It blew when I went home for lunch; I drove back to work with no taillights. Before leaving the office I put a new fuse in, and it blew before I got out of the parking lot. Stepped on the brake; the rear defogger light came on, dimmed a little bit, dimmed a little more, and then winked out. Five seconds.
Got home and tore into it.
First up, remove the trim panel from the liftgate and unplug one side of the defroster. Same thing: five seconds and pop.
Pulled the left-side taillight assembly and started checking for grounds. Found that all four terminals in the stop lamp were shorted to ground. Realized that it might be feeding through the other side, so I removed it...same thing. Same thing on the right side, too.
Now, it's got three terminals. One for the parking lamp filament, one for the brake lamp filament (there are two filaments in the bulb) and then one for the ground. The bulb has four terminals, and so the socket does, too. I should not have a path to ground from all four of the terminals in the socket. At most, two of them should be ground. And it was the same case on both sides, which really didn't make a hell of a lot of sense given that only the left side parking lamp fuse blows.
Next step, pull the interior trim panel off from behind the spare tire carrier, because that's where the trailer harness box is; and as soon as I got that panel off the stench of roasted electronics hit my nostrils like an 18-pound sledge.
So I pried the trailer harness black box from the double-sided tape holding it in place, and wouldn't you know it, the formerly flat box was bulged in the middle, and it reeked. So I unplugged it from the wiring harness, having to use pliers to get one plug out...and although I didn't blow any fuses when I stepped on the brake, I didn't have brake lights, either.
Pulled the plugs apart again, and--oh, God:
First image is the plug on the Jeep's wiring harness. The second two are the plug from the trailer wiring kit that plug into the first plug. Yeah, and notice how the insulation for the wires was melted. Yeah, no wonder I was blowing fuses; I'm lucky the thing didn't catch fire!
So, scorched plugs, pins melted off, a couple of broken wires--yeah, what a party this is.
I looked at the thing and tried to figure out how to fix it. What I needed was a new male--female--transsexual? Damn it, I don't know what you call it when the pins are inside a housing. I needed a plug that would replace the one in the first picture, though, and my mind went through the possibilities (Amazon? Parts store? I'd have to order it wherever I went; could I just use bullet connectors?) when it hit me: I had a good plug, didn't I? The one from the trailer kit--I mean, I'm sure as hell not putting it back in, and that connector was pristine, so couldn't I just solder some wires together and call it good?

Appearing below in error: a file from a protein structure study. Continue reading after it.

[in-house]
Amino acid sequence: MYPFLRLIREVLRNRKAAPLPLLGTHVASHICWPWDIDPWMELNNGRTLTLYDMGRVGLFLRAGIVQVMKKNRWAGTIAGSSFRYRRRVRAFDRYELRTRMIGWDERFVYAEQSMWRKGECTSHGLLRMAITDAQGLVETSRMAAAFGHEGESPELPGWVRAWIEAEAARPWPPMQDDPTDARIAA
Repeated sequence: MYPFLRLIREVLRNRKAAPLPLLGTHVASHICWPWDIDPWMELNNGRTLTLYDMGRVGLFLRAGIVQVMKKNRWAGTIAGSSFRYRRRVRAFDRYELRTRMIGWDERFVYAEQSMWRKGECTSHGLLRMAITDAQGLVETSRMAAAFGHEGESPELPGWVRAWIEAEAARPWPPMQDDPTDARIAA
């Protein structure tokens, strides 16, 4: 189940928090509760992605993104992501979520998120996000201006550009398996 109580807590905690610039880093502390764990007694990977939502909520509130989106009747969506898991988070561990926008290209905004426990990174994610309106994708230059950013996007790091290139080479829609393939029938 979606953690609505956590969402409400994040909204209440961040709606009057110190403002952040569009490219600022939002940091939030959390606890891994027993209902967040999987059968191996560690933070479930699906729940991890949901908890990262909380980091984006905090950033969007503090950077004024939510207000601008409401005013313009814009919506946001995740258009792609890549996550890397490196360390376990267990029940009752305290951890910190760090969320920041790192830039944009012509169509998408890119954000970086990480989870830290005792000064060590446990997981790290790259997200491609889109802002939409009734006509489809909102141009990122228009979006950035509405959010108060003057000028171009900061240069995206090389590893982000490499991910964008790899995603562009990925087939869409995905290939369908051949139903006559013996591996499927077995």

I looked over the two plugs, and realized that this could work, so I started doing it.
...took me a while to get it all done, but I managed to tin the wires, solder them together, and I even remembered to put the heat-shrink tubing on before soldering them. Made sure nothing was touching...and I was able to step on the brake without blowing a fuse. But the left side still was not lighting!
After some bulb swapping and fiddling around I discovered that several of the brake lamps were blown. Well, that doesn't help, does it? So I was going to have to go get some bulbs--that would have to wait until Mrs. Fungus got home, so I started working on finding the heat gun so I could shrink the heat-shrink tubing...and Mrs. Fungus came home then, bearing McDonald's.
After wolfing down dinner I hit the parts store and bought all-new bulbs for the rear end, plus a pair for the high-mount brake lamp. Put the new bulbs in the housings and tested brakes, back-up lamps, and parking lamps. All good, but for the high-mount lamp. I decided I'd dig into that another time, though, because I was fading fast and I needed to get this thing buttoned up before I hit the wall.
I could not find my heat gun. It's not where I remember putting it, and my wider search was fruitless; so I ended up grabbing the propane torch and using it to shrink the heat-shrink tubing. I managed to do so without ruining anything or setting anything on fire, which was a huge plus.
...and in fact all I really did after that was to bolt up the taillamp housings and collect the screws in a container and put everything away. I'm leaving it open in case I need to dive back into it, and also because I was too damned tired to reassemble everything. Let's face it: an 8-hour day at work, plus four more hours of working on the truck afterwards--I was done.
But I stepped on the brake pedal for a full 30 seconds and no fuses blew. All the lights out back are working (but for the high-mount).
Plugged the defroster back in, and the light comes on when I step on the brakes, just like it did before. I think that's a separate issue.
Anyway: so the entire reason that just about all the lights were coming on when I stepped on the brake was due to the trailer harness; the box blew out, and it blew bad such that everything was shorted together. I'm going to need to get another one before I can pull any trailers with the Jeep, but because I retained the original configuration for the plugs in back, it'll be a plug-in deal just like the last one was.
Anyway, that's what it was. I still need to figure out a couple of things back there, like why the liftgate no longer turns on the cabin lights, and that high-mount stop lamp, but it's not an emergency. I've got brake lights, and parking lamps, and that's what counts.
Man, am I beat.